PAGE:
I was planning to write about meltdowns and sensory issues this morning.
Instead, I am living them.
It’s been a tough week here. Sourdough and Bacon just got back from a visit with their dad in Seattle.
Flying, with all of the airport announcements and crowds and more announcements, then boarding lines and on-plane announcements and babies crying and the smells from the bathroom/the food cart/that sweet baby/the dude sitting behind us – it is not remotely a situation I would choose to be in with the boys, ever.
But, we do it seven times a year because he is their dad. There is no other choice.
If this video is what going into Walmart is like for someone with sensory processing disorder, imagine the airport.
This is how we start and end the visitation week – with public meltdowns in airports and on planes. In between, there is the normal out of routine, eating too much sugar, watching too much TV, fun stuff that happens when kids visit any relative. I get it. I’m OK with it. In a way, I think it is good for them.
Then, they come home.
I am always so grateful to have them back. I miss them so much when they are gone. I feel like I can finally let all of my breath out, and start to regularly breathe again when they are back, and sweetly sleeping in their own beds (ha! OK, sweetly attempting to sleep in their own beds…).
And, we have to deal with the inevitable transition back to routine, normalcy, and some sort of calm.
It is always ugly.
The first 2-3 days are the worst. At one point this week, Sourdough was struggling so much with basic decisions, he violently lost control of his brain and his body. He thrashed and screamed and threw things and hit me and rhythmically banged his own head against the wall and paced back and forth for an hour all because he wanted to cook something and we didn’t have an ingredient. I have been doing this long enough to know that it had nothing to do with the ingredient. This is how he processes the transition. He is not yet equipped, or even capable of functioning well under the change and simple stress inherent in this type of custody arrangement. He is on the verge of this type of meltdown all day long, for days. He is miserable and confused and overwhelmed. So am I.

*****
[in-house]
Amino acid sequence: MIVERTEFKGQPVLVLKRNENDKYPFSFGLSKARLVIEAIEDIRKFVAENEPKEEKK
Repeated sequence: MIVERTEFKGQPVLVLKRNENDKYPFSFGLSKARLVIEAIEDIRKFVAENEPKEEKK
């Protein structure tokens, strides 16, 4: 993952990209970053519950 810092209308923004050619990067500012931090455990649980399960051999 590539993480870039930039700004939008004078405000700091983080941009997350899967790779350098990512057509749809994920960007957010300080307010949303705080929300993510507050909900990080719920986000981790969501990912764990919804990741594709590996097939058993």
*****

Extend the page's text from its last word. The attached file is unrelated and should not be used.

Bacon sees it all. He grabs his little dog, and hides with her because he is afraid of his pet getting injured in all the mess. Later, he is clingy and has trouble falling asleep. He won’t let me leave his sight, even to go into the garage to get something. He is on alert, watching, waiting for the next meltdown. He says he doesn’t want to go back to daddy’s anymore. He grieves. So do I.
My husband, who has enjoyed a week of having his wife alone to himself and no demands at all, is violently thrust back into caretaker/father mode. He struggles, not just because he misses the peace, but because he is out of practice now. He got used to having things be easy. The reality of this life is once again, right before him. He gets angry more easily, he checks out more often, he withdraws from the crazy. Then, he makes his way back, ready to take it all on again. He has to process. I do too.
I will eventually write that post on sensory processing disorder and meltdowns. I think it is important. I want to share and help anyone I can understand this a little bit better, especially from the perspective of my sweet but suffering eleven year old little boy.
I just couldn’t this week.
This week, I am taking each day as it comes.
I am wearing sweat pants and no make-up and not keeping up on the housework and going to bed a little earlier.
I am reading my Bible and remembering that this too will pass. I know it will. It always does.
I am praying and praying that God will help me remember, in every situation, that He is good, and loves us and has a plan. That He will cover the huge gaps in my parenting, when I lose it and don’t react well to all the need. I am praying that I will respond with love and patience in the worst moments, and that I will serve well this unique family He has given me.
And, I want you to know, no matter how bad all of this sounds, we are OK. This is not easy…but it is easier than it used to be. We are more practiced, more educated and more experienced. We recover faster and with less fear because God has shown us over and over again that He is greater than all of this. Beauty for ashes. I can see it all around me.
What ever my lot you have taught me to say
It is well, it is well with my soul